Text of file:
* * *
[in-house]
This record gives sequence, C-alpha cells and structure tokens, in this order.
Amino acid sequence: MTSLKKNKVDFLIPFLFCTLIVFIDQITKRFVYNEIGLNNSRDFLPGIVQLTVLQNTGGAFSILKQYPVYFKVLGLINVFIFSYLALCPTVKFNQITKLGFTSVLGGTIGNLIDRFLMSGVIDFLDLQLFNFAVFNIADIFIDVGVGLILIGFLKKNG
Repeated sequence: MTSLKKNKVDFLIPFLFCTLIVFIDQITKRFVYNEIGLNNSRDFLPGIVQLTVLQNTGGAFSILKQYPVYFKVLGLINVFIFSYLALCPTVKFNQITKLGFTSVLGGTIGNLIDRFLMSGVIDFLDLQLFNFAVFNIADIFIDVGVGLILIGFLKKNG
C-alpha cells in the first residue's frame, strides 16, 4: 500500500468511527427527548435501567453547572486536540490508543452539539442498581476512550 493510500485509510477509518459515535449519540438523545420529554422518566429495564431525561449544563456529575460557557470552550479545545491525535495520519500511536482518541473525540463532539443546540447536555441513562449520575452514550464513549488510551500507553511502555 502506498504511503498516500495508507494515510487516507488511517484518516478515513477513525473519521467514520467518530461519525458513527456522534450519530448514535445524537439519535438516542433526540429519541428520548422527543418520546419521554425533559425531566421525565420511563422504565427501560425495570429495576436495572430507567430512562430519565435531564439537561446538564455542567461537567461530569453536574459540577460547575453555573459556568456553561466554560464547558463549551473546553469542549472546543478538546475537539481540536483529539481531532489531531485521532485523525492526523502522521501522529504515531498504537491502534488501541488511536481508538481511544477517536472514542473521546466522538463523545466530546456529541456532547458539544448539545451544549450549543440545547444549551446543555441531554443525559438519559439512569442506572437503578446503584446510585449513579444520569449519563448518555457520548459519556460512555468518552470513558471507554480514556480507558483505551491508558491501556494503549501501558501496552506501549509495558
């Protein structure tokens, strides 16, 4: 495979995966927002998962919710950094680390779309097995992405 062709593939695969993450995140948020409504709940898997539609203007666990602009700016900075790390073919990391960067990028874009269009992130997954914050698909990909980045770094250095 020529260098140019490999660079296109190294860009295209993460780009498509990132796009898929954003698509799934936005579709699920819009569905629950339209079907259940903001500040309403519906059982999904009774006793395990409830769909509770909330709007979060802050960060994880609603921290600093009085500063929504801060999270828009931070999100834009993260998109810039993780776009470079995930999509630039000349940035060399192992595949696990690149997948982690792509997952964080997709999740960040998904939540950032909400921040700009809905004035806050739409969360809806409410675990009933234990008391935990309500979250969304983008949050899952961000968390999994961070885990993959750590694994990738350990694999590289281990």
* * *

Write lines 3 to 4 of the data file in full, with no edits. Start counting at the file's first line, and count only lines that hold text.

Amino acid sequence: MTSLKKNKVDFLIPFLFCTLIVFIDQITKRFVYNEIGLNNSRDFLPGIVQLTVLQNTGGAFSILKQYPVYFKVLGLINVFIFSYLALCPTVKFNQITKLGFTSVLGGTIGNLIDRFLMSGVIDFLDLQLFNFAVFNIADIFIDVGVGLILIGFLKKNG
Repeated sequence: MTSLKKNKVDFLIPFLFCTLIVFIDQITKRFVYNEIGLNNSRDFLPGIVQLTVLQNTGGAFSILKQYPVYFKVLGLINVFIFSYLALCPTVKFNQITKLGFTSVLGGTIGNLIDRFLMSGVIDFLDLQLFNFAVFNIADIFIDVGVGLILIGFLKKNG